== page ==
Star Trek III – The Search for Spock – film review

"Star Trek III The Search for Spock" theatrical poster.
“Star Trek III The Search for Spock” theatrical poster.
Star Trek III – The Search for Spock picks up right where The Wrath of Khan left off. Spock is dead and his body has been interred on the newly-formed Genesis planet. Kirk and the rest of the crew have returned to Earth.

While there, they find out that McCoy is holding Spock’s consciousness due to the mind meld at the end of the last film. In order to save Spock and his experiences, the crew needs to rescue his body (if possible) and return to Vulcan within a short time. So, of course, they steal the Enterprise.

Together with The Wrath of Khan and The Voyage Home, this film is part of an arc that needs to be seen together to understand the full story. While those other two films have strong stories and compelling performances, however, The Search for Spock is rather weak in those areas. Not horribly so, but enough that it felt like a mediocre episode on any one of the Star Trek television series.

I was sad to see that Kirstie Alley didn’t reprise her role as Lt. Saavik, but I thought Robin Curtis actually did a better job as a Vulcan. She seemed far less likely to crack-up laughing than Alley. Christopher Lloyd played an interesting Klingon, but didn’t seem to project the gravitas and savageness needed in the role. A little too much of his goofy roles came through in the portrayal of Kruge, the Klingon commander.

The story in The Search for Spock had a number of implausible bits that weakened the overall strength of the narrative. For example, the likelihood that Scotty would be able to completely disable a starship while it’s in dock without anyone noticing what he was doing. While the Federation society is generally open and trusting, there are enemies of the Federation all over, so the security should be much higher for a ship that is being prepared for a mission.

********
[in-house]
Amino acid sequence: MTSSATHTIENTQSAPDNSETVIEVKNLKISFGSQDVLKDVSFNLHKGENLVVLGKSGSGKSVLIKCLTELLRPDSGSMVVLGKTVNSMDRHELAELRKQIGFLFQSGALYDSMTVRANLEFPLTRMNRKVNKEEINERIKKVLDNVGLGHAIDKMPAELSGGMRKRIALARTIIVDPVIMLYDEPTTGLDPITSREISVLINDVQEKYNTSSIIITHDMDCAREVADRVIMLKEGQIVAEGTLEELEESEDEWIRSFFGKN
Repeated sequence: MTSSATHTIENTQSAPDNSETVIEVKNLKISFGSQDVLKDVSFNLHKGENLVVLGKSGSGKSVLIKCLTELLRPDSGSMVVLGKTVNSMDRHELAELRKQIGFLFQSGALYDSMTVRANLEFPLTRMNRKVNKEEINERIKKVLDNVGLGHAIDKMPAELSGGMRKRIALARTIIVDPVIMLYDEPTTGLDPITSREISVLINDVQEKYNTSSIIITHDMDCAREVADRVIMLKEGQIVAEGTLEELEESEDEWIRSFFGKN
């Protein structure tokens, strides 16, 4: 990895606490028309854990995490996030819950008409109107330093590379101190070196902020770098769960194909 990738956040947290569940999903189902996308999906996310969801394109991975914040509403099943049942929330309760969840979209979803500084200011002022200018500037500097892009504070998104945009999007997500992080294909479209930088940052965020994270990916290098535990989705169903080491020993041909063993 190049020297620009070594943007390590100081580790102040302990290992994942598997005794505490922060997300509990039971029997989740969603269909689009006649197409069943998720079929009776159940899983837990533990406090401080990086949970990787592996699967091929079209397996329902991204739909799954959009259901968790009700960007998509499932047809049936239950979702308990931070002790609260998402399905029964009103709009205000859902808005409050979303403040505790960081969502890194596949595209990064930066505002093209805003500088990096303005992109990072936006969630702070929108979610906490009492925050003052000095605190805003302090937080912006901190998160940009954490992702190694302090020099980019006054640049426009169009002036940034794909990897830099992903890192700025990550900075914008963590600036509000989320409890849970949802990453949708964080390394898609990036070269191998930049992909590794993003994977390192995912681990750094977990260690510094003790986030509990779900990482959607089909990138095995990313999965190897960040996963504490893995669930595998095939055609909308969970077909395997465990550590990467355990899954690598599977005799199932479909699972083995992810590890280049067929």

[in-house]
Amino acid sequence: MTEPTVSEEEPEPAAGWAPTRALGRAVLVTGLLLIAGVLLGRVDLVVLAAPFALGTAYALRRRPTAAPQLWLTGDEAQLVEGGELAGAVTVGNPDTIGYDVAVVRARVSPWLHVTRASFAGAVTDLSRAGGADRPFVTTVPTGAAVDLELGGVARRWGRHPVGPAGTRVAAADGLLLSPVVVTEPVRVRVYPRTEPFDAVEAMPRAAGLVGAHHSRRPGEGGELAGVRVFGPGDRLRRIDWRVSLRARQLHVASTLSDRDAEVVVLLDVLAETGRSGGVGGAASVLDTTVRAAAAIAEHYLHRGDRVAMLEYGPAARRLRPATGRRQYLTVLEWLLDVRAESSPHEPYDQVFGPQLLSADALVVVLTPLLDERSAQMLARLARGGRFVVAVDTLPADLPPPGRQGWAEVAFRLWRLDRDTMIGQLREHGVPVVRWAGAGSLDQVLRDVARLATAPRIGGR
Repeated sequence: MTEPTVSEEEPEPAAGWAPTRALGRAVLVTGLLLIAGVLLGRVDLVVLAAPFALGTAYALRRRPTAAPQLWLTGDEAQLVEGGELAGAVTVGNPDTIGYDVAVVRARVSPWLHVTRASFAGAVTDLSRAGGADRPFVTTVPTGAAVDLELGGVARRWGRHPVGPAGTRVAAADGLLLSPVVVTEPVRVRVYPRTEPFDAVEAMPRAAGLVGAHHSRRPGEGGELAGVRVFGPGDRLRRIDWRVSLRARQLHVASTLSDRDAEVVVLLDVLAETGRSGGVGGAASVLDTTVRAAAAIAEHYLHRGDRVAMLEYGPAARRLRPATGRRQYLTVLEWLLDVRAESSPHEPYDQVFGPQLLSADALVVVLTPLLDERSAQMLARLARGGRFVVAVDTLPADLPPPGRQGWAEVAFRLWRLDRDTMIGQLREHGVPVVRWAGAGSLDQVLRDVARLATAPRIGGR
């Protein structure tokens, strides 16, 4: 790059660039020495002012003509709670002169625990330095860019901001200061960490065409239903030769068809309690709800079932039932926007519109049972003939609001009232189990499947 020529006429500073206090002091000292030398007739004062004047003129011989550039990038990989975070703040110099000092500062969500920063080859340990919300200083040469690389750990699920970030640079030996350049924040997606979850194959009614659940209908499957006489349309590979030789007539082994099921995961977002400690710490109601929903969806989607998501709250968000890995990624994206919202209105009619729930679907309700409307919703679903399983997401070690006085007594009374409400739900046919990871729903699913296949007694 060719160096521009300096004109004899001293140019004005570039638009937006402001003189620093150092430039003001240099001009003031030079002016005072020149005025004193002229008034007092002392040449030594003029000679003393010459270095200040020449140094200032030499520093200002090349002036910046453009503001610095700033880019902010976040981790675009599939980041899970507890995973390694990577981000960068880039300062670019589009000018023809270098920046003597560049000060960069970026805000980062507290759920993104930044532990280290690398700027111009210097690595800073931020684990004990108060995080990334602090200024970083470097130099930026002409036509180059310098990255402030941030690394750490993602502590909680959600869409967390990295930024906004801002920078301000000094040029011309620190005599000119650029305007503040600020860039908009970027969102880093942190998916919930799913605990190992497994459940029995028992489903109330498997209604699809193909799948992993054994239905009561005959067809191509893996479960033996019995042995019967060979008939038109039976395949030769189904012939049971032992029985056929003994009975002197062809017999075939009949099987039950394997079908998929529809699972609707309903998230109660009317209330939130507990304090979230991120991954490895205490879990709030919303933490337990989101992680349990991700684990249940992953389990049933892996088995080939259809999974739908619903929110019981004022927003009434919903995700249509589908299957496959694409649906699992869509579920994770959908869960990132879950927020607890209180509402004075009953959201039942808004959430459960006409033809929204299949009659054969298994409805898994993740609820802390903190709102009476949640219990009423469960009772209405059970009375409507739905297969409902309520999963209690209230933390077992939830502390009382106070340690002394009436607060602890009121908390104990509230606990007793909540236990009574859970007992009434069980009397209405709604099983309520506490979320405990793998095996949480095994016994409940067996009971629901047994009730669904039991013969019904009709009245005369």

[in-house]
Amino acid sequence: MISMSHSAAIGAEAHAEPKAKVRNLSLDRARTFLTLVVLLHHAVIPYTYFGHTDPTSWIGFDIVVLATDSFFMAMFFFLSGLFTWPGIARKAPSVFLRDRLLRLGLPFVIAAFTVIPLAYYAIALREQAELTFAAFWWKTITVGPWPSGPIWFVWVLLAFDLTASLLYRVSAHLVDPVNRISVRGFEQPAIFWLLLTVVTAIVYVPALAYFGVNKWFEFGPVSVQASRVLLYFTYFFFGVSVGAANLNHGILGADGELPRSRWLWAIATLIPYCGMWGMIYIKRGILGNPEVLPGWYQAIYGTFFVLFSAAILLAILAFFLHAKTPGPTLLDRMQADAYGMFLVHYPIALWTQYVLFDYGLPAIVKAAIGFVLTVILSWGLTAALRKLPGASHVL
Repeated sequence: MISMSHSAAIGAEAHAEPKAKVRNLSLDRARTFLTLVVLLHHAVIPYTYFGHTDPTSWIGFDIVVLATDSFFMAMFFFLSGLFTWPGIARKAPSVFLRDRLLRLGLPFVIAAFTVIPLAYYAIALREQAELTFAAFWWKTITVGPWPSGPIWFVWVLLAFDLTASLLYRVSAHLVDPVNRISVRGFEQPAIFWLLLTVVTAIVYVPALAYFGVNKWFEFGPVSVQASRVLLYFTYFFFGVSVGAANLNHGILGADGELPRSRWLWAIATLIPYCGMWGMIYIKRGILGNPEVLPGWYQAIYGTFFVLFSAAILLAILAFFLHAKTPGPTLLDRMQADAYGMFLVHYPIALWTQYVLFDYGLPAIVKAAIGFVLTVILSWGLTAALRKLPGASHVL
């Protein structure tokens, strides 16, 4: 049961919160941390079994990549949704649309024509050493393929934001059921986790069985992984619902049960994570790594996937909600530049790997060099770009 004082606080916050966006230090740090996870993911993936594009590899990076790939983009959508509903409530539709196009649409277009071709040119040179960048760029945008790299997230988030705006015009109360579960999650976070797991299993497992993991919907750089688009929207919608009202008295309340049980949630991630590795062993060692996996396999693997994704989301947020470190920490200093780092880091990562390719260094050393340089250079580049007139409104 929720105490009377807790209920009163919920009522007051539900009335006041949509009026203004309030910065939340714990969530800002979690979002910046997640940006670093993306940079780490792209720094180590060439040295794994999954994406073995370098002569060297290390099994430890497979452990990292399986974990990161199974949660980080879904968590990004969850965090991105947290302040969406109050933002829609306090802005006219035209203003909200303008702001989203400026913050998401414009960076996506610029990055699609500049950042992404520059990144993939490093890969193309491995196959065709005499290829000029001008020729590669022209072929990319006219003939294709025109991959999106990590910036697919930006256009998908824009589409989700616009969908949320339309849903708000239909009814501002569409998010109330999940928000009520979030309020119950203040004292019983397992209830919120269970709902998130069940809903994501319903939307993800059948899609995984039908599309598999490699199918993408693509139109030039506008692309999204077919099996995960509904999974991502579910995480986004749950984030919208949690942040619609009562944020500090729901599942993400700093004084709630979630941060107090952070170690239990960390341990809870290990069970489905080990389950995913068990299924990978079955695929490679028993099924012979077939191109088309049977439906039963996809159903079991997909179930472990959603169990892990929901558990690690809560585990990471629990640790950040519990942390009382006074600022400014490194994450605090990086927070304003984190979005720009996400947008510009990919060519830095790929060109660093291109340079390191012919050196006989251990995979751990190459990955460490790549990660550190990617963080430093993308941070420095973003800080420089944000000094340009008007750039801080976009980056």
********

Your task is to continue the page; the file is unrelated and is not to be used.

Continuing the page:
The special effects were generally good, but Kruge’s pet targ was not especially menacing. It seemed to be a larger, more toothy version of the Kowakian monkey-lizard from Return of the Jedi. Its movements were incredibly jerky, and it just felt fake. Perhaps they should have brought in Jim Henson to do the puppet.

Despite the various problems which caused the film to stumble on occasion, The Search for Spock was still enjoyable. I don’t recommend seeing this film without watching The Wrath of Khan and The Voyage Home, though, as the film doesn’t work very well without watching the three in order.

Release Date: June 1, 1984 (USA)
MPAA Rating: PG
Language: English

MySF Rating: Three point five stars
Family Friendliness: 90%


Alcohol/Drugs: 1 (brief social drinking, bar scene)
Language: 1 (occasional, mild)
Nudity: 0
Sexuality: 0
Violence: 3 (some brutal violence and fighting, peril, space battles, death)

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